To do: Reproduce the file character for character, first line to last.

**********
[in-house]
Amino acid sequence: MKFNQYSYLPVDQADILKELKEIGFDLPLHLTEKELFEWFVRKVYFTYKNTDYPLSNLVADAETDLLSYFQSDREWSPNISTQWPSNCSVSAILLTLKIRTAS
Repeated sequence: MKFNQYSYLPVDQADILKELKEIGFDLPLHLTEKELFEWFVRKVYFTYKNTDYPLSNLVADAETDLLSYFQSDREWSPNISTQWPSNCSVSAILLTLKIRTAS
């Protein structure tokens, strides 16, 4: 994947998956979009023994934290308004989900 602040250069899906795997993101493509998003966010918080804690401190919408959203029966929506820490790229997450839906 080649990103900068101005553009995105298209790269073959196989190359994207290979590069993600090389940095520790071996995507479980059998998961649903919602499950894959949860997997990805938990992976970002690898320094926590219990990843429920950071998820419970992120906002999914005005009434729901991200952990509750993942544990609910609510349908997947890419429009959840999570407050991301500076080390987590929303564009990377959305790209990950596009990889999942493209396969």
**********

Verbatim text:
[in-house]
Amino acid sequence: MKFNQYSYLPVDQADILKELKEIGFDLPLHLTEKELFEWFVRKVYFTYKNTDYPLSNLVADAETDLLSYFQSDREWSPNISTQWPSNCSVSAILLTLKIRTAS
Repeated sequence: MKFNQYSYLPVDQADILKELKEIGFDLPLHLTEKELFEWFVRKVYFTYKNTDYPLSNLVADAETDLLSYFQSDREWSPNISTQWPSNCSVSAILLTLKIRTAS
């Protein structure tokens, strides 16, 4: 994947998956979009023994934290308004989900 602040250069899906795997993101493509998003966010918080804690401190919408959203029966929506820490790229997450839906 080649990103900068101005553009995105298209790269073959196989190359994207290979590069993600090389940095520790071996995507479980059998998961649903919602499950894959949860997997990805938990992976970002690898320094926590219990990843429920950071998820419970992120906002999914005005009434729901991200952990509750993942544990609910609510349908997947890419429009959840999570407050991301500076080390987590929303564009990377959305790209990950596009990889999942493209396969």